Otherwise, Fleming (1971) considered that a monetary union required, above all, a similarity of inflation rates, to maintain balanced current-accounts in the different member states. Otherwise, differences of competitiveness would progressively arise, with countries with higher inflation running persistent deficits.
Labour market integration and wages flexibility.
Previous studies and recent empirical results
Many studies have been carried in order to
In terms of trade openness, studies have been undertaken to analyse the effect of common currency union in the Europe on the intra-European trade. Rose and Van Wincoop (2001) estimated a 50% expansion in intra-euro-area trade. Meanwhile, Bun and Klaassen (2002) computed similar results, estimating an rise of approximately 40% over time.
Openness ratio, which is expressed as a percentage is used to measure the extent which a country is involved in international trade. (Bayoumi and Eichengreen, 1997) suggests using the following formula to compute the ratio:
Referring to Figure 1, year 2009 ratios are considered exceptions due to the global economic crisis causing decrease in international trade (IMF, 2010). Most of the countries seem to have experienced a rise in their openness ratio between 1999 and 2008. Furthermore, Luxembourg, Netherlands, Germany and Finland saw significant rises in their openness ratio, meanwhile Italy, Greece and Ireland only saw minor increases. This suggests that there was an uneven benefits experienced from the single currency, potentially changes in international competitiveness of each country.
A benefit of common currency union is that it leads to elimination of exchange rates risk and transaction costs inside the euro area (Emerson et al. 1992). Once again, we use the openness rate to measure this, however this time only country’s imports and exports to and from other countries who are members of the Economic & Monetary Union. The formula is the following:
Ignoring 2009 (see explanation above), Figure 2 displays majority of countries failing to experience a rise in their intra-EMU ratios. On the other hand, Belgium, Luxembourg, Netherlands, Austria and Germany, meanwhile Spain, Ireland and Greece saw major contractions in their ratios. This could be due the loss of competitiveness in named countries in relation to other EMU countries.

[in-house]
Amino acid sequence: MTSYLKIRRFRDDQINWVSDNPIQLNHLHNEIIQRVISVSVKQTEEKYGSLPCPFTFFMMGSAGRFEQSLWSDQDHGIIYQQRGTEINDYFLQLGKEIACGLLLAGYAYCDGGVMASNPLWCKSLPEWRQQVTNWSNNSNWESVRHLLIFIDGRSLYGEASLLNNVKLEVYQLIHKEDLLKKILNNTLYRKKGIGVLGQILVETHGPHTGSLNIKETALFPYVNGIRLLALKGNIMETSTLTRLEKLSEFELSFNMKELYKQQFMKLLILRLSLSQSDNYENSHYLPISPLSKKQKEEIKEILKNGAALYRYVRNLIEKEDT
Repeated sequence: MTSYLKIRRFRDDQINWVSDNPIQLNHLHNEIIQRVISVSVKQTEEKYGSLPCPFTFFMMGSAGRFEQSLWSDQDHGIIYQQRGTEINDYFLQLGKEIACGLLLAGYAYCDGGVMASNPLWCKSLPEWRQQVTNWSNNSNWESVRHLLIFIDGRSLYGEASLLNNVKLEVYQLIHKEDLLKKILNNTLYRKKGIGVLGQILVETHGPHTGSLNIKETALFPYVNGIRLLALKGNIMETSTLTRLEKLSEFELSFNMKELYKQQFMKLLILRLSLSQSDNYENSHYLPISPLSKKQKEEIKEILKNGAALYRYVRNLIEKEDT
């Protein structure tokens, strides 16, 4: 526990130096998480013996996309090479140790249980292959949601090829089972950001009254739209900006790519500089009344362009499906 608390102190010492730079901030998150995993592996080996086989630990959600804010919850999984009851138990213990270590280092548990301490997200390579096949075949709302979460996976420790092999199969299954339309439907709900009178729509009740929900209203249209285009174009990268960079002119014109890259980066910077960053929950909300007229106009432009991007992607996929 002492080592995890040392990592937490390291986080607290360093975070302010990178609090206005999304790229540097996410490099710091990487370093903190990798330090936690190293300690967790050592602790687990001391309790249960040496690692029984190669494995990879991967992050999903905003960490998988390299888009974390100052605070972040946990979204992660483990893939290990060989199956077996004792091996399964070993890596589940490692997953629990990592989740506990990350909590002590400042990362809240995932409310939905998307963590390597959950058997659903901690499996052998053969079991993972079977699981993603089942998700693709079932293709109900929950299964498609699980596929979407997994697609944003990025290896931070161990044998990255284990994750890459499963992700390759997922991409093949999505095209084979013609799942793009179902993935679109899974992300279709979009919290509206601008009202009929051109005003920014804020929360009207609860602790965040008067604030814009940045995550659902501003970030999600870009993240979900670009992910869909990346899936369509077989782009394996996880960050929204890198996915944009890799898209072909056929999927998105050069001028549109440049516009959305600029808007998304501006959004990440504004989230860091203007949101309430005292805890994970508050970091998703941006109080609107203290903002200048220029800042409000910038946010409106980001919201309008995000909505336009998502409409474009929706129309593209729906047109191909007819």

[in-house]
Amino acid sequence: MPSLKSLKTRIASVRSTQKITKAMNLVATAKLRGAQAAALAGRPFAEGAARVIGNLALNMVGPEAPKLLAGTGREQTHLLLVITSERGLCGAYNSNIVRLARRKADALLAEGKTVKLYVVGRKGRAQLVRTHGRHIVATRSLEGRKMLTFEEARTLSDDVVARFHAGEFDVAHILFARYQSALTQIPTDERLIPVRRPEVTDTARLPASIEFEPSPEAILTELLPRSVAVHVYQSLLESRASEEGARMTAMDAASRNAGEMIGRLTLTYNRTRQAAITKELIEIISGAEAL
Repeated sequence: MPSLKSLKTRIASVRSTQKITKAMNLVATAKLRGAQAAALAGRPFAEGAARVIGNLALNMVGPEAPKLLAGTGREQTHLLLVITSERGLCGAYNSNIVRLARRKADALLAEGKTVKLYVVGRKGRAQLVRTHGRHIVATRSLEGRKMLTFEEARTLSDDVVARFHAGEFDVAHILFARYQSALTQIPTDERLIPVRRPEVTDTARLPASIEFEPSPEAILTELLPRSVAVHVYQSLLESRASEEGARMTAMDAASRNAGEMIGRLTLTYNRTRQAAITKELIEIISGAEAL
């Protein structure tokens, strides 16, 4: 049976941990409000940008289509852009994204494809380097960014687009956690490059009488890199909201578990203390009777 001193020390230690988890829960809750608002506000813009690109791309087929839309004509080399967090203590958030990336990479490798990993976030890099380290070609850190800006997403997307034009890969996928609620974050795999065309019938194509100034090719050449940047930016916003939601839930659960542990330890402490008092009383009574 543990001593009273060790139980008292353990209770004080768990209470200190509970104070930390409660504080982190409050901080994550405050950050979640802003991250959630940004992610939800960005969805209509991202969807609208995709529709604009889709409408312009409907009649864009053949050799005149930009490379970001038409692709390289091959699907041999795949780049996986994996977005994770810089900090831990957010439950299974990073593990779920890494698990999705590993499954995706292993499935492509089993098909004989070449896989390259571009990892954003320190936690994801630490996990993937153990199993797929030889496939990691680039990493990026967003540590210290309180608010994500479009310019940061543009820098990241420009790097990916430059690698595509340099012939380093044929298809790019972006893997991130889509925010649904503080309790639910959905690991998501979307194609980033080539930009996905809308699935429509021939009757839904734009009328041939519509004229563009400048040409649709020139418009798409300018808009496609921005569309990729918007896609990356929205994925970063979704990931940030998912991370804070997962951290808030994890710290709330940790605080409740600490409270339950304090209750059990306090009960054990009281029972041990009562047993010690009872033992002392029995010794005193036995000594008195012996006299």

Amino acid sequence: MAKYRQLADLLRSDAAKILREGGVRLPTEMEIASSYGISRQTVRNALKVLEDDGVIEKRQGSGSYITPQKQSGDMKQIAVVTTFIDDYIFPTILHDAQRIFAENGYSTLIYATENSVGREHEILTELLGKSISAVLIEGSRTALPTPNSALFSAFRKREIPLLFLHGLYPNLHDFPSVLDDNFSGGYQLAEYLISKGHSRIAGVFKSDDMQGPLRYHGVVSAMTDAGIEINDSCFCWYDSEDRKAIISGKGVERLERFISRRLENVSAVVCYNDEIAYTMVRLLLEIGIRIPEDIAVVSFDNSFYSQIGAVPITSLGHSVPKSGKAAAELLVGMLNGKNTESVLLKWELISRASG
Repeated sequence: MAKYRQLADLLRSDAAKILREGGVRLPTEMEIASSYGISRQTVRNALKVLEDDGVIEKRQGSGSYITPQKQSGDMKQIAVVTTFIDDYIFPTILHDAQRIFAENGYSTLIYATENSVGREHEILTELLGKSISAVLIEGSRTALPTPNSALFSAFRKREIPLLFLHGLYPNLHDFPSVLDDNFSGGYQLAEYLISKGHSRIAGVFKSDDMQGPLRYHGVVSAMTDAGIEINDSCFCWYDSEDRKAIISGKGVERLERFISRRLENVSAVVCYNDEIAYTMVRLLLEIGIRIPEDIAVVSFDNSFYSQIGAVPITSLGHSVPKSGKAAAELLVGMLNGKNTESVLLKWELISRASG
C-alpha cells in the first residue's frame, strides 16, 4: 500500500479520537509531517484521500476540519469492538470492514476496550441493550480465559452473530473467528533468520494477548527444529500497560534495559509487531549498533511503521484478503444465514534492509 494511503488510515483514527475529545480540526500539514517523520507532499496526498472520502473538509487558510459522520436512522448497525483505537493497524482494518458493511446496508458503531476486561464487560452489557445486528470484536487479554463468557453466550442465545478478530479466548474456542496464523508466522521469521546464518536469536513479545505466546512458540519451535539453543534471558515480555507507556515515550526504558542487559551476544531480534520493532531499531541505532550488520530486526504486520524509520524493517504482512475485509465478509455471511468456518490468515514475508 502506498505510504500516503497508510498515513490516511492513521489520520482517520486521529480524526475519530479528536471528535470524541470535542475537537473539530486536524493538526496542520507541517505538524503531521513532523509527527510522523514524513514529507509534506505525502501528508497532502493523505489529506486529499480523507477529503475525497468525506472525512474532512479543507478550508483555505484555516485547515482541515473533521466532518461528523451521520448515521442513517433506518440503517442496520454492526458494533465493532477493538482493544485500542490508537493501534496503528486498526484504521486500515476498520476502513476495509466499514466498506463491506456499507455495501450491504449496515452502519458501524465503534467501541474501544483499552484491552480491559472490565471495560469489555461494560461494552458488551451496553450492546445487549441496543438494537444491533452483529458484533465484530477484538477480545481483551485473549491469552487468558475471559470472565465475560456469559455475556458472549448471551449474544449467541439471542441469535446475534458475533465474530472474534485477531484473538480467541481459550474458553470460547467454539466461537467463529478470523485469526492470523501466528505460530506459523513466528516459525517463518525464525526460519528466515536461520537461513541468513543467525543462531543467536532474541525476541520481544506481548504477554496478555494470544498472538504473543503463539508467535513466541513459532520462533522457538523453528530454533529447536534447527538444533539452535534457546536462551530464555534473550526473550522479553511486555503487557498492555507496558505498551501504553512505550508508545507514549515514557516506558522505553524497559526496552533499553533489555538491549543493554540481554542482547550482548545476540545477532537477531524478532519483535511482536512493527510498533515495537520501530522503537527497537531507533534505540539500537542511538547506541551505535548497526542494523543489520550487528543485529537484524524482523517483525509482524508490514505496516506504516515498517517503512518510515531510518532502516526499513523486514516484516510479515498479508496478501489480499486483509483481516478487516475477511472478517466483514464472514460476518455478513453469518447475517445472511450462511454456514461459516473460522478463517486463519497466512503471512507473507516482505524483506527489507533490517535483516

(Kenen, 1969) argues that that have diversified production of goods and servers are likely to benefit more from a common currency union due other sectors compensating for sectors which are hit by shocks. We measure this by inspecting the exports of countries in the EMU based on sector as a share of its total exports in the EMU. The formula is given by.
In this study, it is determined whether the Euro zone is an optimal currency area. This statement implies that the welfare benefits of the member states of the European has increased after the monetary union consolidation under the common currency, the Euro. For this, factors such as Price & Wage Flexibility, Mobility of factors of production including Labour, Fiscal Integration, Trade Openness, Diversification in production and consumption is investigated to measure the degree of optimality of the currency area.
On the other hand, labour mobility is low, wages are rigid, whereas on the field of fiscal
integration is done almost nothing. The fiscal policy is still a national policy and not a common one.
Political integration is still questioned as the CT is stuck in the approval process.
Overall, it is safe to conclude that the Euro zone is not an optimal currency area. The Economic & Monetary Union must consider taking action in many areas to ensure that the Euro zone satisfies the prerequisites laid out by the Optimal Currency Area theory in order to be classed as a optimal currency area.
Bayoumi, T. and Eichengreen, B. (1997), “Ever closer to heaven? An optimum-currency-area index for European countries”, European Economic Review, 41(3-5): 761–770.
Bun, M. and Klaassen, F. (2002) Has the Euro Increased Trade? Tinbergen Institute Discussion Paper
Frankel, J. and Rose, A. (1997) Is EMU more justifiable ex post than ex ante. European Economic
Review, 41, p.753-760.